eISBN: 978-1-61044-390-6
    Subjects: Anthropology, Sociology

Table of Contents

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  1. Front Matter
    (pp. i-vi)
  2. Table of Contents
    (pp. vii-viii)
  3. About the Authors
    (pp. ix-x)
  4. Preface
    (pp. xi-xvi)
    Douglas L. Medin, Norbert O. Ross and Douglas G. Cox
  5. Acknowledgments
    (pp. xvii-xviii)
  6. Chapter One Contexts
    (pp. 1-9)

    Pretty much everyone is an environmentalist. One fairly recent survey of lay people in the United States indicated that virtually 100 percent of those polled agreed with the statement “We have a moral duty to leave the Earth in as good or better shape than we found it.” One might expect this figure to be lower for two industry groups whose members have been involved in controversies over protecting the environment, dry cleaners and sawmill workers, but even among these groups 96 percent agree with the statement (Kempton, Boster, and Hartley 1995).

    This apparent consensus starts to break down when...

  7. Chapter Two Why Meanings Matter: Culture, Concepts, and Behavior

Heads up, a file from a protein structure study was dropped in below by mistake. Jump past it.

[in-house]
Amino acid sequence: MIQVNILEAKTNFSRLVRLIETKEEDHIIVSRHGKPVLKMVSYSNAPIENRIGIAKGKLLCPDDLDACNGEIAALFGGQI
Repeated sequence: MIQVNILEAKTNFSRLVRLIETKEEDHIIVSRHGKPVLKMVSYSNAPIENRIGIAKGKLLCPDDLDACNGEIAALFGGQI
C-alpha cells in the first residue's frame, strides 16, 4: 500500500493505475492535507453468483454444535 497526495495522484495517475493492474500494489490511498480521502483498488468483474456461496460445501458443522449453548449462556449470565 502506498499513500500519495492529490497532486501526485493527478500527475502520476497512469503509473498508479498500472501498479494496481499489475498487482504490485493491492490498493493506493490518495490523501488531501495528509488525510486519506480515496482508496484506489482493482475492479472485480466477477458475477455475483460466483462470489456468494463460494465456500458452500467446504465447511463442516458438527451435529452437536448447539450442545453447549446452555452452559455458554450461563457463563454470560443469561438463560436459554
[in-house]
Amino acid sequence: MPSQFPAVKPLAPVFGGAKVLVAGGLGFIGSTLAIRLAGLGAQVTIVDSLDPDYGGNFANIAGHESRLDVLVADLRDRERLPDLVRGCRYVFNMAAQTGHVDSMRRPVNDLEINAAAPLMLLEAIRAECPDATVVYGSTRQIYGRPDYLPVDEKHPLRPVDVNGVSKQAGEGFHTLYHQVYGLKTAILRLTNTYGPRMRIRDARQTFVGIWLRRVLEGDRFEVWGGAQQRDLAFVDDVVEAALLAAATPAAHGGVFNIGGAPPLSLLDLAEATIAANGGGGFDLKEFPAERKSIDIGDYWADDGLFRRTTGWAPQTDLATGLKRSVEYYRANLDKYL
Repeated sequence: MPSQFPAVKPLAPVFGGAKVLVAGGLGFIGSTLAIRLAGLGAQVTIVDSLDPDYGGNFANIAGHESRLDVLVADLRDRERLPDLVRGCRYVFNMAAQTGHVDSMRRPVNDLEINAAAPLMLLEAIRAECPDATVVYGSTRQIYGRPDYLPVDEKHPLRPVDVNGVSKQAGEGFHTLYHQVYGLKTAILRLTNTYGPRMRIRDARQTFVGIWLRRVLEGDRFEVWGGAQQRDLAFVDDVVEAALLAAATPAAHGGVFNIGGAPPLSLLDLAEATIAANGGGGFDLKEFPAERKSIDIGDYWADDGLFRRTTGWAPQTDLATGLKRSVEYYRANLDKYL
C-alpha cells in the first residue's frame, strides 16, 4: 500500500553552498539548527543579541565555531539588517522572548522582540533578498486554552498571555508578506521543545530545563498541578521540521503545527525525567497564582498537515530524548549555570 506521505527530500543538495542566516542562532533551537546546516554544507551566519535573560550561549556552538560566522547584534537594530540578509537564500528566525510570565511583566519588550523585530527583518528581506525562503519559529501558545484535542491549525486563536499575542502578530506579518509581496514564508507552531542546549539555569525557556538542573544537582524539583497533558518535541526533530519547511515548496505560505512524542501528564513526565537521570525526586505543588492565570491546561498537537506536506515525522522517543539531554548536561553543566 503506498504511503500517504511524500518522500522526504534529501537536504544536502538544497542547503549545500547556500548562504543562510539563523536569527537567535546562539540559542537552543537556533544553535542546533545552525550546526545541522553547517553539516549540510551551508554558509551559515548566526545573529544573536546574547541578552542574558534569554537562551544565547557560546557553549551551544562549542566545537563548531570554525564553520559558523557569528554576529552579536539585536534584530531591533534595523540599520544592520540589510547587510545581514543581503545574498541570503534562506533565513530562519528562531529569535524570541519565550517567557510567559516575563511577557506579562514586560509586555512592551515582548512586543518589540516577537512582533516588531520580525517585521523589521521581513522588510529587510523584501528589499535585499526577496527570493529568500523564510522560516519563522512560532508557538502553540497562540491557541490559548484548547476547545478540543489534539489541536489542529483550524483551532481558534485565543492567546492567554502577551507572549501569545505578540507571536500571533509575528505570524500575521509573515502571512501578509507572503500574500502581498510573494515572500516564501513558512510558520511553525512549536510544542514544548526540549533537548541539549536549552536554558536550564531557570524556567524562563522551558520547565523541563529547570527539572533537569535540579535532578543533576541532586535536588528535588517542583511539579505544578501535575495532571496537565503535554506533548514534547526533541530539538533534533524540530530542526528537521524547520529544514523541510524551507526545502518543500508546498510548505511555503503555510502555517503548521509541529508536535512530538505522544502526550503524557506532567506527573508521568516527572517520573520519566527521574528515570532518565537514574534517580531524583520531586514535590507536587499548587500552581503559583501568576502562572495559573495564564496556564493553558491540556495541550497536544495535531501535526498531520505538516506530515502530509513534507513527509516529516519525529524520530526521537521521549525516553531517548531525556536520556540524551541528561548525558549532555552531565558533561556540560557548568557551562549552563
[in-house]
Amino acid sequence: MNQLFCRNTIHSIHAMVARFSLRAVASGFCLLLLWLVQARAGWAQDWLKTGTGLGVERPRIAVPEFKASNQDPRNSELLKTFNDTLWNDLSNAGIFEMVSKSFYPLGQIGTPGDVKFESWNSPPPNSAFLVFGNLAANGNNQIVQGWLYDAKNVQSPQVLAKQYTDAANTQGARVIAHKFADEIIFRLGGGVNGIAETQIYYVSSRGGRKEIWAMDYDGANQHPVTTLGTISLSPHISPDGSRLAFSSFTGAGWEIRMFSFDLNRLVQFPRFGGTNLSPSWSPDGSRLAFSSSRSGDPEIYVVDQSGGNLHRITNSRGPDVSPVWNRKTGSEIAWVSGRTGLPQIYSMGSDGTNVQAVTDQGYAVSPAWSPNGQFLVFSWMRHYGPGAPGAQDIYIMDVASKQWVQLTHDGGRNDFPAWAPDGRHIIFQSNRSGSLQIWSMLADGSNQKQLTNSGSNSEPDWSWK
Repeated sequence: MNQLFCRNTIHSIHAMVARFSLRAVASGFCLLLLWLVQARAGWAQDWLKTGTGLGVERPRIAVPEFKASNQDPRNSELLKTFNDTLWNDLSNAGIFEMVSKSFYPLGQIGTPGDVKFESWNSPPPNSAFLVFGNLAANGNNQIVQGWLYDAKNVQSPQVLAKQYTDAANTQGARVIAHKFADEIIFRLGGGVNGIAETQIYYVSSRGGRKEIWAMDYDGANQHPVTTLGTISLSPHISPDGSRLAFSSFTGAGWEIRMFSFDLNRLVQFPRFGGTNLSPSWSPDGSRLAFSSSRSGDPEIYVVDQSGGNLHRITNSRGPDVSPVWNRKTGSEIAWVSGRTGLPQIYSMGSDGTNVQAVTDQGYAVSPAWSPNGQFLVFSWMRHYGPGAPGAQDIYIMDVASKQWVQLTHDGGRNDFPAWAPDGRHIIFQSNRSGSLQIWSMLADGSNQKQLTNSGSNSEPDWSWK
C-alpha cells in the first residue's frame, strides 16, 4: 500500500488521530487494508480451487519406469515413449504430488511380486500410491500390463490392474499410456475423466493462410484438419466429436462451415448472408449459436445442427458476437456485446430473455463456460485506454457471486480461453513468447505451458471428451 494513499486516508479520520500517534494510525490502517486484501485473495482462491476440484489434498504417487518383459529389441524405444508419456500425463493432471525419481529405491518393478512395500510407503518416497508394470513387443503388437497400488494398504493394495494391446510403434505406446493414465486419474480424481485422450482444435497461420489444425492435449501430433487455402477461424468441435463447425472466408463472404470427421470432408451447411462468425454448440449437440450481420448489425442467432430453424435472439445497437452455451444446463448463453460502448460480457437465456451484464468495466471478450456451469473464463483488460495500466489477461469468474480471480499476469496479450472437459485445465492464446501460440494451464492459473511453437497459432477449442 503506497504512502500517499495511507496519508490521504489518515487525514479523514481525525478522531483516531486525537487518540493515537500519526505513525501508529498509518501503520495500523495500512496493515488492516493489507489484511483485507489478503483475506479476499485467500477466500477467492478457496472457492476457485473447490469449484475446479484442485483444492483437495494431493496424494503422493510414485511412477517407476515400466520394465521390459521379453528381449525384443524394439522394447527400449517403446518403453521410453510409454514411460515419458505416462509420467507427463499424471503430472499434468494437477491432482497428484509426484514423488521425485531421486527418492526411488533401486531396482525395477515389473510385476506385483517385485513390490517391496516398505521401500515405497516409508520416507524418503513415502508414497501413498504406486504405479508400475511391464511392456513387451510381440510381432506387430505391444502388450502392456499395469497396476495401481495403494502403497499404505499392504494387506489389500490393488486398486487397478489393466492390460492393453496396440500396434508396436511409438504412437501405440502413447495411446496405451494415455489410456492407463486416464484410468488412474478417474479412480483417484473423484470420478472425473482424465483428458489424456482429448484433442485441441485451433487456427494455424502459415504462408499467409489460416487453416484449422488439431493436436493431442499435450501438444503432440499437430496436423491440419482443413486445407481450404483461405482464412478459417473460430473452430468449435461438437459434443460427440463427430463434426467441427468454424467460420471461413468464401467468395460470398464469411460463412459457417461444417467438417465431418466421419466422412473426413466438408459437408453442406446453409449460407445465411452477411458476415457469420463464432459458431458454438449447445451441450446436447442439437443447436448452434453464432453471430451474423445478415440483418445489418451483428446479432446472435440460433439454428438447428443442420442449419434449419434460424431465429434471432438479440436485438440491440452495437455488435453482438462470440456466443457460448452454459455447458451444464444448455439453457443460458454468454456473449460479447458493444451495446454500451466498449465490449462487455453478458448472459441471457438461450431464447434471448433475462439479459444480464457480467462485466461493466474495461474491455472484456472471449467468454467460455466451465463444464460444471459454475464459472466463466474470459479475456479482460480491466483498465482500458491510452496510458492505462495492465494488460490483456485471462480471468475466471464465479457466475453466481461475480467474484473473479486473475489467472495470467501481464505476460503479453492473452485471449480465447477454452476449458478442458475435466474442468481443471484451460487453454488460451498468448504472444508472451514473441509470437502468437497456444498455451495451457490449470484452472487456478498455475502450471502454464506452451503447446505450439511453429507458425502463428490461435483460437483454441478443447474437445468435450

(pp. 10-22)

    In 1940 the German-born American anthropologist Franz Boas introduced the notion of cultural relativism to the social sciences. The underlying idea was that we should withhold from judging the behavior of members of other cultures and instead should engage in understanding people’s behavior on the basis of their own models of the world, the way they themselves make sense of it.

    Taking the perspective of cultural relativism is helpful to our purposes in two ways. First, it allows us to understand the meanings produced by individuals, meanings that guide both an individual’s judgments and behavior. Second, it helps us to...

  8. Chapter Three The Study of Culture: A Framework for Theory and Methodology
    (pp. 23-34)

    It is hard to do cultural research without having a clear definition of culture in mind. Serious questions come up whenever cultural comparisons are undertaken—for example, how to decide what groups are relevant to study; how to select samples of participants; how to measure whatever it is you want to measure; and how to interpret any differences or similarities found. Researchers’ specific notions of culture and cultural processes go far to determine the way they answer these and other questions.